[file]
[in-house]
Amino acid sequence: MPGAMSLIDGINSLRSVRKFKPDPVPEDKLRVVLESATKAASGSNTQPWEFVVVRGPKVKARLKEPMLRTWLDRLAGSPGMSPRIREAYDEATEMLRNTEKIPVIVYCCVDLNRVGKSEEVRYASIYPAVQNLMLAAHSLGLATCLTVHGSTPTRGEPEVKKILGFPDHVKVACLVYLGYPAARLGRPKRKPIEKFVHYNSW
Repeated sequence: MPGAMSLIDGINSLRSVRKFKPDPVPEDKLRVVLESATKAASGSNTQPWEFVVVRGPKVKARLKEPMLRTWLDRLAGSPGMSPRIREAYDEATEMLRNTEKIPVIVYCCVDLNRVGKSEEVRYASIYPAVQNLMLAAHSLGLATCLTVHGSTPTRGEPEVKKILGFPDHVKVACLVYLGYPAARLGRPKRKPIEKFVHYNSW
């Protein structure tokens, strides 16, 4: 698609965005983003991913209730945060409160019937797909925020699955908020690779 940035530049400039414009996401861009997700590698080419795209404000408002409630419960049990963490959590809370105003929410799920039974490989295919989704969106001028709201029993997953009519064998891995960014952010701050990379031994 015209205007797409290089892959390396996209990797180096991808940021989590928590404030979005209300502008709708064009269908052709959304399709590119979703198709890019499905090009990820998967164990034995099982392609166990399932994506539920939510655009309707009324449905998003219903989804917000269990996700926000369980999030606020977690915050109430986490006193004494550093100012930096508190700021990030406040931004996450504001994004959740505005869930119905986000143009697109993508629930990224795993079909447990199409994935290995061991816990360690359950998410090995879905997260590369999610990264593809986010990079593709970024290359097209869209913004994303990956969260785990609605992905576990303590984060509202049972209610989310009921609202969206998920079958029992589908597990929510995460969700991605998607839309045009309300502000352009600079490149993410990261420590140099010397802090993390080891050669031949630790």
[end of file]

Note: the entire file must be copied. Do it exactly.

[in-house]
Amino acid sequence: MPGAMSLIDGINSLRSVRKFKPDPVPEDKLRVVLESATKAASGSNTQPWEFVVVRGPKVKARLKEPMLRTWLDRLAGSPGMSPRIREAYDEATEMLRNTEKIPVIVYCCVDLNRVGKSEEVRYASIYPAVQNLMLAAHSLGLATCLTVHGSTPTRGEPEVKKILGFPDHVKVACLVYLGYPAARLGRPKRKPIEKFVHYNSW
Repeated sequence: MPGAMSLIDGINSLRSVRKFKPDPVPEDKLRVVLESATKAASGSNTQPWEFVVVRGPKVKARLKEPMLRTWLDRLAGSPGMSPRIREAYDEATEMLRNTEKIPVIVYCCVDLNRVGKSEEVRYASIYPAVQNLMLAAHSLGLATCLTVHGSTPTRGEPEVKKILGFPDHVKVACLVYLGYPAARLGRPKRKPIEKFVHYNSW
């Protein structure tokens, strides 16, 4: 698609965005983003991913209730945060409160019937797909925020699955908020690779 940035530049400039414009996401861009997700590698080419795209404000408002409630419960049990963490959590809370105003929410799920039974490989295919989704969106001028709201029993997953009519064998891995960014952010701050990379031994 015209205007797409290089892959390396996209990797180096991808940021989590928590404030979005209300502008709708064009269908052709959304399709590119979703198709890019499905090009990820998967164990034995099982392609166990399932994506539920939510655009309707009324449905998003219903989804917000269990996700926000369980999030606020977690915050109430986490006193004494550093100012930096508190700021990030406040931004996450504001994004959740505005869930119905986000143009697109993508629930990224795993079909447990199409994935290995061991816990360690359950998410090995879905997260590369999610990264593809986010990079593709970024290359097209869209913004994303990956969260785990609605992905576990303590984060509202049972209610989310009921609202969206998920079958029992589908597990929510995460969700991605998607839309045009309300502000352009600079490149993410990261420590140099010397802090993390080891050669031949630790």